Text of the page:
Bitsky said Drew Strauchen, vice president of Haimer USA LLC, Villa Park, Ill., is a longtime friend who was glad to provide consultation. “We were able to have some good, honest conversations with Drew about what we really needed and what he recommended.”
ADC Cannons, which can be mounted to a pedestal, are the basis
for numerous sports development systems. Image courtesy of Haimer USA
He added that after hearing what Strauchen had to say, ADC purchased about two dozen ER collets with 5µm precision collets and Basic Mill cutting tools from Haimer. “They are definitely more expensive than some of the other options, but we wanted to have the best tools to make the best parts with,” Bitsky said. “That is our goal.”
In addition to the solid-carbide cutters from Haimer, ADC applies HSS tools from other toolmakers. “We are trying to pick strong vendors in every aspect of what we do,” Bitsky said. “We are a small business that leans on our vendors to assure we are getting the right products.”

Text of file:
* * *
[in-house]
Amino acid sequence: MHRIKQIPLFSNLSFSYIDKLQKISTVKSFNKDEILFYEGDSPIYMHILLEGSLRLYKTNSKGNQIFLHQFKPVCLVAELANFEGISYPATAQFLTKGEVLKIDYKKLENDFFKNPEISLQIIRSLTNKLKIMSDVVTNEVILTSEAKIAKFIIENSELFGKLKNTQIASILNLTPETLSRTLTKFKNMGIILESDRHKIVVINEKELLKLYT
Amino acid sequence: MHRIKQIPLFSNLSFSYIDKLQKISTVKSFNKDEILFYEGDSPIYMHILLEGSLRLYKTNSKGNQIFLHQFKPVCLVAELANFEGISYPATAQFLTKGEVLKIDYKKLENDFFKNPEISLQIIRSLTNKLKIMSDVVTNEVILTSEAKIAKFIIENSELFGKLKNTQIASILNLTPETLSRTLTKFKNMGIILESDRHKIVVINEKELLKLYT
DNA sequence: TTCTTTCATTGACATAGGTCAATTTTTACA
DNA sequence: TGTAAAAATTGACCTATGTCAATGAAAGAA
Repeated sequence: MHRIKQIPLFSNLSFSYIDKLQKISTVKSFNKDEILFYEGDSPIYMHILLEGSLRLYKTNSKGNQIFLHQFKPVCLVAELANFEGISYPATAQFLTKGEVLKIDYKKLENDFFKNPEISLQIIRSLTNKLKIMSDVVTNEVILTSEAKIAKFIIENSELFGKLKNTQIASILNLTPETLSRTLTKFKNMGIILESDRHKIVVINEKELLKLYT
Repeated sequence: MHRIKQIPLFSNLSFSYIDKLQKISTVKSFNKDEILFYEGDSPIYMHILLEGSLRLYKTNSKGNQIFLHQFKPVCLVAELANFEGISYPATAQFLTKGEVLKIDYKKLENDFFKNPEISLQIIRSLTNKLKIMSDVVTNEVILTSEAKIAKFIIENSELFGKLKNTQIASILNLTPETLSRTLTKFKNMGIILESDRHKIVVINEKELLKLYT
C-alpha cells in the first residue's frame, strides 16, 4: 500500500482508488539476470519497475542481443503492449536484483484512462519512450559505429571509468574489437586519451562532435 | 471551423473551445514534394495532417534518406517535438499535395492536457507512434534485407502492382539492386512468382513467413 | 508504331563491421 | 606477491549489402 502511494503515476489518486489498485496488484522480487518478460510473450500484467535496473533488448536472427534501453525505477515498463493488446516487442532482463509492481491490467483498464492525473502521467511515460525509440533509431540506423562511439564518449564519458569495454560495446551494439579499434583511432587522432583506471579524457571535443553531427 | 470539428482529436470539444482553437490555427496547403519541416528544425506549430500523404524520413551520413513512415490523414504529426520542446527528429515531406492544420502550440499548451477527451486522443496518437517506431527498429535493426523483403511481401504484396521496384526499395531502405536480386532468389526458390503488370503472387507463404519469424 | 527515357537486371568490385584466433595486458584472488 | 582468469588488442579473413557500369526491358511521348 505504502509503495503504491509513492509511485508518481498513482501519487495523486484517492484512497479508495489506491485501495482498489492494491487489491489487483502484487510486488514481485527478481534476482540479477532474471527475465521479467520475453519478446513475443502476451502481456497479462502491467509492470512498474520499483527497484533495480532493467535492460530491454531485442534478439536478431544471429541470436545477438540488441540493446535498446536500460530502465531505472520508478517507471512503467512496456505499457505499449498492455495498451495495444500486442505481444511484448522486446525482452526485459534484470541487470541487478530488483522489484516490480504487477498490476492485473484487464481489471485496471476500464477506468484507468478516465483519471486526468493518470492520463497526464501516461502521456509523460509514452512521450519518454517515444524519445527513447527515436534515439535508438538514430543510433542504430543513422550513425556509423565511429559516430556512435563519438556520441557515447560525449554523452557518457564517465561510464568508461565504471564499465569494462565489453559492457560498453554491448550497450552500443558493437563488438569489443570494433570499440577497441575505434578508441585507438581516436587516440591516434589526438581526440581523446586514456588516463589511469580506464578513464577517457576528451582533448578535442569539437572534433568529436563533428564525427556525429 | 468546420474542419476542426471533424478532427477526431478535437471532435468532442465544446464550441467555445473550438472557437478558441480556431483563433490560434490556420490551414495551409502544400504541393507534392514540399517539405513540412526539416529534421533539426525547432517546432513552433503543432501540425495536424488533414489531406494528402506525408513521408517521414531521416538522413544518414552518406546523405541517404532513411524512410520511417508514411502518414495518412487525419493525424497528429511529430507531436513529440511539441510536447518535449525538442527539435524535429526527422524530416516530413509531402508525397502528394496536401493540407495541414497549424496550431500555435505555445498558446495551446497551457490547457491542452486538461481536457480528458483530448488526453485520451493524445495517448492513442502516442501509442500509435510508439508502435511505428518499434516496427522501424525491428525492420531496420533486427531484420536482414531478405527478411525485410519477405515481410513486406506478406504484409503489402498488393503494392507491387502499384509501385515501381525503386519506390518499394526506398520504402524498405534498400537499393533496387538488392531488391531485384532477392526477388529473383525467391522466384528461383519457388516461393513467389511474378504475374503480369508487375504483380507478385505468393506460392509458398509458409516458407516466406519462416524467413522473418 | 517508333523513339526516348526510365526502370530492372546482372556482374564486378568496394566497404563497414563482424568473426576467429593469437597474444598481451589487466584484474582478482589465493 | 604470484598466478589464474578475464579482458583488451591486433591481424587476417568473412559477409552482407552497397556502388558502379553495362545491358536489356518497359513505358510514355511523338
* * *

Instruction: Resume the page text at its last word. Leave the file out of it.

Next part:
With everything in place, ADC began producing the required small runs, typically one or two parts, that fit within the machine’s work envelope of about 20" wide × 30" long × 19" high. The workpiece materials include aluminum, stainless steel and plastic. As for outsourcing, ADC sends out only turned parts and just about a dozen other parts per quarter. The latter are outsourced because they are too long for its VMC. The company is working on redesigning those parts to produce them in-house, Bitsky said.
Despite being on a machining learning curve, the number of rejected parts has essentially dropped to zero. Parts go from the CAD system directly to the machine, cutting as much as 8 weeks off the turnaround time.